Mongolia and Rio Tinto Group settled their dispute over the $5.4 billion underground expansion of the Oyu Tolgoi copper and gold mine, ending two years of often bitter negotiations and giving a major boost to the economy.
The deal, signed in Dubai at a midnight ceremony, opens a “new page in history” for Mongolia, Prime Minister Saikhanbileg Chimed said in a statement. “Now it’s very clear. Mongolia is open again.”
Oyu Tolgoi, the largest single foreign investment in the country, came to represent the promise and the problems of doing business in Mongolia. As the dispute dragged on, foreign investment plunged to about $400 million last year from $4.5 billion in 2012. The economy will grow a much slower 3 percent this year, according to the Asian Development Bank.
The agreement will add to the $6.6 billion already spent on stage one of the mine, which helped Mongolia’s economy set a world-beating 17.3 percent growth rate in 2011. Oyu Tolgoi, located 80 kilometers (50 miles) north of the Chinese border, is forecast to account for about a third of Mongolia’s economy when in full operation.
Turquoise Hill Resources Ltd., which owns 66 percent of Oyu Tolgoi, has seen its shares soar 60 percent in Toronto this year and was up 9.6 percent to C$5.75 at 9:38 a.m. on Tuesday. Rio Tinto, which controls the project through its 51 percent stake in Turquoise Hill, was unchanged at A$57.45 in Sydney. The Mongolian government owns the remaining 34 percent.
The phase two expansion could help fuel a new boom for a country that has been dubbed “Mine-Golia” because of its abundance of mineral deposits, including coal.
The underground mine, where 80 percent of Oyu Tolgoi’s mineral wealth lies, is expected to cost $5.4 billion to build, funded mostly from a $4 billion project finance package supported by over a dozen global banks.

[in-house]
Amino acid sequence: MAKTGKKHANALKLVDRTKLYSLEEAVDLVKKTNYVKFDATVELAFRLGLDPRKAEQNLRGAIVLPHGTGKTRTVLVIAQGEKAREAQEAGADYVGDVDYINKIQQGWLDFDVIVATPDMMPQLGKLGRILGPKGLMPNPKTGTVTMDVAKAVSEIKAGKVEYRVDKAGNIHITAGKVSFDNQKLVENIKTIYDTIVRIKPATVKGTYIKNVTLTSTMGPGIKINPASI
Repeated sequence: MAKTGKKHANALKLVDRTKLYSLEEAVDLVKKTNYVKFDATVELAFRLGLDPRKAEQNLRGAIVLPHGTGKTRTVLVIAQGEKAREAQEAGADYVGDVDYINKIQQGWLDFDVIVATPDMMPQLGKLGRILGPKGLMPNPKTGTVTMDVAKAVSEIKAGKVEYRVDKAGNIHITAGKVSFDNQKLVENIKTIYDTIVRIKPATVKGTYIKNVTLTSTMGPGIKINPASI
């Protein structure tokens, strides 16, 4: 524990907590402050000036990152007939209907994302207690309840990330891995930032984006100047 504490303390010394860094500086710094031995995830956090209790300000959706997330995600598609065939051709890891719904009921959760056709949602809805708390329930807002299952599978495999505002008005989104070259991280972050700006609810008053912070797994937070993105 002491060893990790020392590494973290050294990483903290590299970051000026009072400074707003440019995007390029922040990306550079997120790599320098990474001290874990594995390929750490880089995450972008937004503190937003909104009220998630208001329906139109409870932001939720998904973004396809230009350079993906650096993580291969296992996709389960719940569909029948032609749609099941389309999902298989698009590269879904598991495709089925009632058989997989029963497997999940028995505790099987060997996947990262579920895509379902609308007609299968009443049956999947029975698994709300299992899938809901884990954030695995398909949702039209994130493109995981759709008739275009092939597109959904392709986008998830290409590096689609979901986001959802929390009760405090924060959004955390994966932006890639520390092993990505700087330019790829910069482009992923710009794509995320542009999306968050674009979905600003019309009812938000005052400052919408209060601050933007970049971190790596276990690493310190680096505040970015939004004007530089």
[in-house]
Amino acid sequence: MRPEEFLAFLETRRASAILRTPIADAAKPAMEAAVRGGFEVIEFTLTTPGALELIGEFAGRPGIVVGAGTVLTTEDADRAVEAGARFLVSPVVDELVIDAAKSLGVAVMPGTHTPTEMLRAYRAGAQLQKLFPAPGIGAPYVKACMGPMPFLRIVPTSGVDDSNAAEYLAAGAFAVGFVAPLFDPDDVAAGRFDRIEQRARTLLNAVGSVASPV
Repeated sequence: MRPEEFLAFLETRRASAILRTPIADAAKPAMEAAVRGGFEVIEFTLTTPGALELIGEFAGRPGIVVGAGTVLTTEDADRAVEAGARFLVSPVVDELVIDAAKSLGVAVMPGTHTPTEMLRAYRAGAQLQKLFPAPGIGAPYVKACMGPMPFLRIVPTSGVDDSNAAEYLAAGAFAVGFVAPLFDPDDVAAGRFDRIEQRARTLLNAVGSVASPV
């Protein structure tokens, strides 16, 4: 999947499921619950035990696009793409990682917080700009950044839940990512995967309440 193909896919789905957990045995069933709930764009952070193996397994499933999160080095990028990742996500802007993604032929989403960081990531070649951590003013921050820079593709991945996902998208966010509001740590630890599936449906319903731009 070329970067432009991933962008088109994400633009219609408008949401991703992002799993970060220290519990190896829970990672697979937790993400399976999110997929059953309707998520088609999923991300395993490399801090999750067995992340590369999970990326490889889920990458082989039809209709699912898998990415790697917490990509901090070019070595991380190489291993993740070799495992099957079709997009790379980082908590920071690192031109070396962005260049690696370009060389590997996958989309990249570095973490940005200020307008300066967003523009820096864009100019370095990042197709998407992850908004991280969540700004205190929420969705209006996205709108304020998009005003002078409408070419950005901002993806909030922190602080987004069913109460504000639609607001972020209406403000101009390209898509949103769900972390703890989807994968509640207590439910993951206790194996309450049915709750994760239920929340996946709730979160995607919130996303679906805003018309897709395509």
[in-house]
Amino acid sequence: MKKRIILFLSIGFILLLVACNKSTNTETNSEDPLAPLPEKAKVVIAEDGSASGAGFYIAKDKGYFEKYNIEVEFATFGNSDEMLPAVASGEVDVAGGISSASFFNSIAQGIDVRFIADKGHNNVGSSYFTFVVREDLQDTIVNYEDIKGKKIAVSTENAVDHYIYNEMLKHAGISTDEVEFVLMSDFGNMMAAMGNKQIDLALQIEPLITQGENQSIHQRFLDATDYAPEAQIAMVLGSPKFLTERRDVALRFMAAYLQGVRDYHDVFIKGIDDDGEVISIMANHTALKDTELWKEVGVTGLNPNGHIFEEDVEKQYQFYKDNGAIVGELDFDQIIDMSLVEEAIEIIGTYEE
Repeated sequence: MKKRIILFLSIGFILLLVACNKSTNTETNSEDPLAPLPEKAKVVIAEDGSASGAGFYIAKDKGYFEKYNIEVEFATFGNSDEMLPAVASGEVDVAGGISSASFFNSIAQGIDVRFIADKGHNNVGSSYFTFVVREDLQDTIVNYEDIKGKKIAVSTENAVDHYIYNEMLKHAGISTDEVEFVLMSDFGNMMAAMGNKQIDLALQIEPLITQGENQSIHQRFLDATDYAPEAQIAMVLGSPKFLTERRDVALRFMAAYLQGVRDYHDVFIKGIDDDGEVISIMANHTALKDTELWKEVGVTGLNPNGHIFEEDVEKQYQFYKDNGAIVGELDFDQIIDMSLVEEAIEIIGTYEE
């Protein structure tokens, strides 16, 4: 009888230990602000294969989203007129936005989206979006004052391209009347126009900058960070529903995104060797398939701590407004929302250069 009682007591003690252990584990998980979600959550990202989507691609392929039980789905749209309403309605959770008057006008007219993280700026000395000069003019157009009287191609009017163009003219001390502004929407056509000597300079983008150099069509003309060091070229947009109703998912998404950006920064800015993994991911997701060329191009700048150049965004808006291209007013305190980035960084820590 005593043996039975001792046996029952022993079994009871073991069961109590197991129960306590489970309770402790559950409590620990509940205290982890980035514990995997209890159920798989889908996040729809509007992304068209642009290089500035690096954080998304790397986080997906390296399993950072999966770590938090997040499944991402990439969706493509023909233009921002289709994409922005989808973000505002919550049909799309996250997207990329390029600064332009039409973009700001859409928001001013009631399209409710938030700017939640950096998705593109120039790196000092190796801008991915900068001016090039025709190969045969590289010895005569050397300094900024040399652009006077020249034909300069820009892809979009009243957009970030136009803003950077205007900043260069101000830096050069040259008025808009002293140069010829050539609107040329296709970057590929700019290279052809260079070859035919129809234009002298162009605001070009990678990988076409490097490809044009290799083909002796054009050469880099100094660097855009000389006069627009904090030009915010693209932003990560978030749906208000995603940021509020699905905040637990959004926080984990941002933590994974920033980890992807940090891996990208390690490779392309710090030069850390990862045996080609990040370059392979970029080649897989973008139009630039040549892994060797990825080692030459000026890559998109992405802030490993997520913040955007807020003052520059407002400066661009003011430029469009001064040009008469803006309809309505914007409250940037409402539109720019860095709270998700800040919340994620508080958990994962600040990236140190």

Additional steps include approval of the underground feasibility study and project financing, as well as obtaining all necessary permits, according to the Turquoise Hill statement.
“When all steps and approvals on the path forward have been reached, the underground workforce will be remobilized,” according to the Turquoise Hill statement.
Work on the underground mine stalled in mid-2013, causing around 1,700 layoffs and an oftentimes bitter public dispute between the government and Rio.
The mine plan, as the document is also known, confirms the construction cost of the first phase of the mine. Cost overruns in the initial phase were one of the main points of dispute between Rio and the Mongolian government, with each side claiming different figures.
The plan also resolves a tax dispute between the two parties, with Rio agreeing to pay $30 million in tax, a figure reduced from an original charge of $127 million.
Calling Oyu Tolgoi a “guiding project,” Saikhanbileg said other deals will soon follow.
“We need this kind of positive news. Now the real investments and partners are here in Mongolia and we invite everyone to follow in Rio Tinto’s’ path.”
The Middle East is the first leg of a multi-regional investment road show by the government, that is also expected to include Europe, East Asia and North America.
Oyu Tolgoi is expected to produce as much as 195,000 metric tons of copper and up to 700,000 ounces of gold in concentrates in 2015, Turquoise Hill said April 20.